We're walking through a corn field in Chileka in a southern district just outside of Blantyre, Malawi. It's 5 a.m. and the sun is mildly peeking through the mountains. The five of us quietly follow two young girls as they walk to collect water, rocks crunching under our feet. Carolina and Tabia are 12 and 14, and they're showing us their water supply.
Walking single file, they're careful not to step on loose rocks along the steep slope. The path weaves through rows of maize - it's harvest season and tall crops provide protection from the sun. The girls pause along the way, careful not to slip as they gracefully hop over large gaps where the earth has split. After a good 15 minutes, we fall behind, run out of breath and wonder aloud how they will get the full buckets back up this path. 20 minutes later, we arrive at a water hole. A hand-dug pit in the earth that's about 2 feet in diameter, has filled up with run-off water overnight.
It hasn't rained in a few days, so the water is deceptively clear. When the rains do come, they'll wash mud and dirt down the mountain, and flood the water hole with bacteria, animal waste and disease.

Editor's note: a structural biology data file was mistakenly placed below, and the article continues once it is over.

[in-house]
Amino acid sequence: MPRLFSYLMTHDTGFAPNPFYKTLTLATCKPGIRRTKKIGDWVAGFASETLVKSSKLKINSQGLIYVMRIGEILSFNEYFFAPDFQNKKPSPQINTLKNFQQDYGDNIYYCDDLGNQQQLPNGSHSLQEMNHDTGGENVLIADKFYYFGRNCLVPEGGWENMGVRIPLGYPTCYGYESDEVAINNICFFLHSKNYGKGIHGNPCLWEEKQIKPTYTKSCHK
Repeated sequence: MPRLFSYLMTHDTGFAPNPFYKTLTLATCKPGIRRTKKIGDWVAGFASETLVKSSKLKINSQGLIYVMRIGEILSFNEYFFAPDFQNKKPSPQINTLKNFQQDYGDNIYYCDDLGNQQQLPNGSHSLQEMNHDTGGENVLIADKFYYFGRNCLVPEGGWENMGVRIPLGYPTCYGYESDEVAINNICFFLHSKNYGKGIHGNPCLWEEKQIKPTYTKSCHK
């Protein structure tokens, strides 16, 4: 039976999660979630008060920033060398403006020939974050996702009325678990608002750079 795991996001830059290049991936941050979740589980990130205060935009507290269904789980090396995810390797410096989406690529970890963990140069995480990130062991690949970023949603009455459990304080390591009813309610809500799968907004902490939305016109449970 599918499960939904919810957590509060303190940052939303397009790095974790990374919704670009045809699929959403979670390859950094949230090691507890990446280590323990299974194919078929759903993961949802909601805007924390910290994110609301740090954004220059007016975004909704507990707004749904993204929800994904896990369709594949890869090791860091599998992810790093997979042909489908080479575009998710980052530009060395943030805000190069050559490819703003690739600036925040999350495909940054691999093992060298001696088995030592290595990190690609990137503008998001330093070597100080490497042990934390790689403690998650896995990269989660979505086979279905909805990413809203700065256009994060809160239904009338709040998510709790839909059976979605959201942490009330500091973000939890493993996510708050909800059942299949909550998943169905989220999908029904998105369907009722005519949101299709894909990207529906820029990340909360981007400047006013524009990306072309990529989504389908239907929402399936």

The rainy season brings with it frequent outbreaks of cholera and diarrhea, especially among the children here. Yet the girls calmy fill up their pails and we begin the climb back up. Each of us are thinking the same thing - we can't imagine drinking that water, let alone carrying 40 pounds of it through steep mountains.
Back at Carolina and Tabia's house, the girls get ready for school. Their mother says goodbye to us and piles freshly harvested stalks of corn into our hands. This is all she has, and she offers it to us in thanksgiving. Although we haven't done anything yet, she smiles, hopeful that we'll return with a solution. We promise to try.
The Chitundu Primary School has 205 students, who all rely on a distant well that they share with a nearby village. We follow Carolina and Tabia again, as they make their second long walk of the day to fetch water. This time they're awake with giggles, lost in a group of girls in uniforms, blue and yellow pails in hand. Upon arrival at the well, they must compete with the older women of the village, and default to waiting their turn at the pump. The well is down a hill and through another field, and they miss half an hour of class today. Chitundu Primary School needs their own well, but with the overwhelming need in Chileka county, and a reachable well in the area, it's at the end of a long list. So they wait.
Over the last 6 days, we've seen an overwhelming need here.
We've walked with women to ponds and rivers. We've hiked for an hour in the Neno district to a village that got dirty water from a crude hole in the dirt. We've met two women in Chileka who walk seven times daily up and down a steep mountain carrying water, one pail at a time. We followed Carolina and Tabia on their daily walks.
Through our local partner Water For People, charity: water has funded 10 well rehabilitations in Malawi, and 6 new wells that are being completed.